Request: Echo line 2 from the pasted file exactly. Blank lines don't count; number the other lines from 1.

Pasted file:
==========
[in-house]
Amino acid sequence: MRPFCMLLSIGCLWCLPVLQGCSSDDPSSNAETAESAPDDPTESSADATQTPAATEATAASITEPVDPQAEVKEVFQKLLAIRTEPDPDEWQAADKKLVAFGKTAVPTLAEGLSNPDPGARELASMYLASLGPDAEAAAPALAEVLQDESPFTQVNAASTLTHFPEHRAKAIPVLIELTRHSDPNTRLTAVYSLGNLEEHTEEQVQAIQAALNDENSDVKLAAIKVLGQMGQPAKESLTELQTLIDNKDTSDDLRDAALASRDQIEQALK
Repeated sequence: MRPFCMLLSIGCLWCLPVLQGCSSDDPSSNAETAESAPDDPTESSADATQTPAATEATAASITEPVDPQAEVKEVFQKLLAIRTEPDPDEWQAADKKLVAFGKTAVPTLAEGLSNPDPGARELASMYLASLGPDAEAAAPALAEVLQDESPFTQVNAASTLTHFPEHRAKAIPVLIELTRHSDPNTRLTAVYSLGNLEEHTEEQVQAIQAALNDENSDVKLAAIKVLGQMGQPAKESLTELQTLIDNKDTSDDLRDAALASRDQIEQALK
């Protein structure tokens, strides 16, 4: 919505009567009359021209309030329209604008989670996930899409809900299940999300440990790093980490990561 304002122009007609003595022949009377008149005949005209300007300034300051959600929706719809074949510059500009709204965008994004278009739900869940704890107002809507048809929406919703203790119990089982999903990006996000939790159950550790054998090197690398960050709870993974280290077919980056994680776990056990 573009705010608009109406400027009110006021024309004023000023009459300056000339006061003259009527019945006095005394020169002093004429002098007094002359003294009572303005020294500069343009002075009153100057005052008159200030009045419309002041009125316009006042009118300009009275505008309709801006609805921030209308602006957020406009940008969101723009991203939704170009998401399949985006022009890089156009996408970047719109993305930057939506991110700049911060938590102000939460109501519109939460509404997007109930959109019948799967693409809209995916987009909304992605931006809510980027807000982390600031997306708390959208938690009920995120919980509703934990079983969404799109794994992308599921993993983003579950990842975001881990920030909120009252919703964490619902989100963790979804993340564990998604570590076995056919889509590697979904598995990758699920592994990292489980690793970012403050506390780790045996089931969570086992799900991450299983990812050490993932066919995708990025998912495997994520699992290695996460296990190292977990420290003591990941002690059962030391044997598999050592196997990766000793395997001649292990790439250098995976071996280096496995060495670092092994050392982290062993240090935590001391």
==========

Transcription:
Amino acid sequence: MRPFCMLLSIGCLWCLPVLQGCSSDDPSSNAETAESAPDDPTESSADATQTPAATEATAASITEPVDPQAEVKEVFQKLLAIRTEPDPDEWQAADKKLVAFGKTAVPTLAEGLSNPDPGARELASMYLASLGPDAEAAAPALAEVLQDESPFTQVNAASTLTHFPEHRAKAIPVLIELTRHSDPNTRLTAVYSLGNLEEHTEEQVQAIQAALNDENSDVKLAAIKVLGQMGQPAKESLTELQTLIDNKDTSDDLRDAALASRDQIEQALK